Up until vSphere 8.0, there were two primary sets of vSphere APIs:
Note: Technically, there are other vCenter Server API endpoints including vSAN, Storage Policy Based Management (SPBM), etc. but for the purposes of this article, we are focusing on the core vCenter Server functionality.
The vSphere Web Services API was available starting with the Virtual Infrastructure (VI) 2.x release back in 2007. To date, the vSphere Web Services API supports the latest vSphere 8.x release and still also has full backwards compatibility going all the way back to Virtual Center 2.x!
As you can imagine, the vSphere Web Services API covers an extremely large amount of functionality over the past 16 years since its introduction and it continues to be widely used by almost all customers either directly or indirectly through the various vSphere SDKs including PowerCLI, pyvmomi (vSphere SDK for Python), govmomi (vSphere SDK for Go), Terraform Provider for vSphere to just name a few. In addition, we also have many 2nd party solutions from VMware and thousands of 3rd party offerings from our broader ecosystem of partners that provide integrations with the vSphere platform, all consuming the vSphere Web Services API!
In 2016, vSphere 6.0 was released and it also introduced a new vSphere REST API endpoint called the vSphere Automation API, but its functionality was limited to just two new features that was added in that release: vSphere Tags and vSphere Content Library. While the initial release of the vSphere Automation API was limited, with each subsequent vSphere release, new vSphere features have been introduced and would only be available from an automation standpoint when using the vSphere Automation APIs.
Both the vSphere Web Services and vSphere Automation API are incredible powerful and while there are some overlap, both are necessary.
With all that background, lets now turn our attention to the topic of this blog post ... is there a vSphere REST API for X, where X is specific vSphere task or configuration?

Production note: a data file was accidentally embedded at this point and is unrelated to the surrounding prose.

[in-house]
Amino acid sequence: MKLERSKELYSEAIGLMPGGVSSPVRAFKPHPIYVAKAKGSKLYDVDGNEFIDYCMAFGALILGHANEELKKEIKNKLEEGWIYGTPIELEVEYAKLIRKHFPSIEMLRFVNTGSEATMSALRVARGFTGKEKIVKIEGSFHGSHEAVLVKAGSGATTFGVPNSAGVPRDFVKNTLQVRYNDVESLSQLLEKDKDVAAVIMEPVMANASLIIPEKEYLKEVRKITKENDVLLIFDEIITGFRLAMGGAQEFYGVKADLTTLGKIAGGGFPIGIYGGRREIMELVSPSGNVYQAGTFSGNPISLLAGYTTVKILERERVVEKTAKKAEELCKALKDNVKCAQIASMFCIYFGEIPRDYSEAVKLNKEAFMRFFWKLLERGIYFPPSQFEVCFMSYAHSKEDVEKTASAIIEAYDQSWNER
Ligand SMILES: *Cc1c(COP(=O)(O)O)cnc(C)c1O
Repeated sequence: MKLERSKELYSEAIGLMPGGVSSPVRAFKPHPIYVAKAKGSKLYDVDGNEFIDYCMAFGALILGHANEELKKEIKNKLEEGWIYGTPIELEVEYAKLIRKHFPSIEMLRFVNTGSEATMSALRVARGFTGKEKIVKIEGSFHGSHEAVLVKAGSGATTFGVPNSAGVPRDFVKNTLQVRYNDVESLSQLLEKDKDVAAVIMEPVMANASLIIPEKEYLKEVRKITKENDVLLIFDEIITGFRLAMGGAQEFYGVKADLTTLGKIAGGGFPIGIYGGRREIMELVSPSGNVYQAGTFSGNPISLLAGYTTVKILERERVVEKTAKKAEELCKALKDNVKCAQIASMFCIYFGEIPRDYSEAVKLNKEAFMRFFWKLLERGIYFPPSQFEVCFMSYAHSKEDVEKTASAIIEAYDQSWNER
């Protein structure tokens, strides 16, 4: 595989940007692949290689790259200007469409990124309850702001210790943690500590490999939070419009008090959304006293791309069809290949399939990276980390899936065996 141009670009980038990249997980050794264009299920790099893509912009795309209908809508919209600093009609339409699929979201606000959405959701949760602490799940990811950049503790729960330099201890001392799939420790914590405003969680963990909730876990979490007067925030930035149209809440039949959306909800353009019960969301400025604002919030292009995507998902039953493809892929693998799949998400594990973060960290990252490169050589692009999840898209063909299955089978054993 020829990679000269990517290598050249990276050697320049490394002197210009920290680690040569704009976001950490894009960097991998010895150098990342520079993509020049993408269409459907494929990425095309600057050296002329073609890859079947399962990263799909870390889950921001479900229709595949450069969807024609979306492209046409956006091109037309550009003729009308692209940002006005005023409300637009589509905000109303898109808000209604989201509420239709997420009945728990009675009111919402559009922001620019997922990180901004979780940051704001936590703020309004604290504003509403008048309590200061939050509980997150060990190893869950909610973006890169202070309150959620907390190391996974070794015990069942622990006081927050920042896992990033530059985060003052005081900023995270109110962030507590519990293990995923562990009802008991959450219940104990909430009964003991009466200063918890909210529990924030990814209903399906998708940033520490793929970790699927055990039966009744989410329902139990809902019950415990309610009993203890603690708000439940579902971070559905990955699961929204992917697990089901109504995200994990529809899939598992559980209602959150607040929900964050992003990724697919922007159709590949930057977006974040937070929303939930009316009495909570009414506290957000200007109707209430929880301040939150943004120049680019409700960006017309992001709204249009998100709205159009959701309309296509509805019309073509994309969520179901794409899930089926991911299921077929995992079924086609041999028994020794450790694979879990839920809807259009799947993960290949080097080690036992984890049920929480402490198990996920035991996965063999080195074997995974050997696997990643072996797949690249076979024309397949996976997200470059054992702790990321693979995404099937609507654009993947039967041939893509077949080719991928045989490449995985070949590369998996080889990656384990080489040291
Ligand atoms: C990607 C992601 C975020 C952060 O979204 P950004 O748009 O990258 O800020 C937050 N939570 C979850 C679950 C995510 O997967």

This is probably one of the most common question that I have seen in recent months, especially with the simplicity of a RESTful or REST-like API that standardizes on JSON as its payload format.
To help bridge this gap, a new VI/JSON API has been introduced as part of the vSphere 8.0 Update 1 release, which provides a REST-like API experience, that includes full parity with the existing vSphere Web Services API.
For users that prefer to work with a JSON-based API whether that is using cURL, Postman or natively within your scripting or programming language, you can now automate every aspect of the existing vSphere Web Services API with this new VI/JSON API!
If you are interested in getting started, here are a few useful resources that have been published by the vSphere API team on using the new VI/JSON API:
- Automating vSphere Workflows with VI/JSON
- Integrating VI/JSON in pyVmomi scripts
- vSphere management with Java and VI/JSON APIs
You can also find the new VI/JSON API reference HERE, which you can easily search for a particular operation and if you are familiar with the existing vSphere SOAP API, then this should feel very familiar. Since the new VI/JSON API is still based on the same object model that the vSphere Web Services API uses, it is also helpful to familiarize yourself with how the vSphere Web Services API is organized and here are a few articles (HERE, HERE and HERE) that I have written about in the past that may be a useful.
Lastly, while playing with the new VI/JSON API, I found that I could leverage the vSphere Automation (REST) API to quickly lookup a vSphere Managed Object Reference (MoRef) ID, which I can then perform an operation using the VI/JSON API. To demonstrate the use of both the vSphere Automation API and VI/JSON API, here are a few example scripts that exercises some of the popular use cases that I frequently get asked about, which are not possible when using just the vSphere Automation API: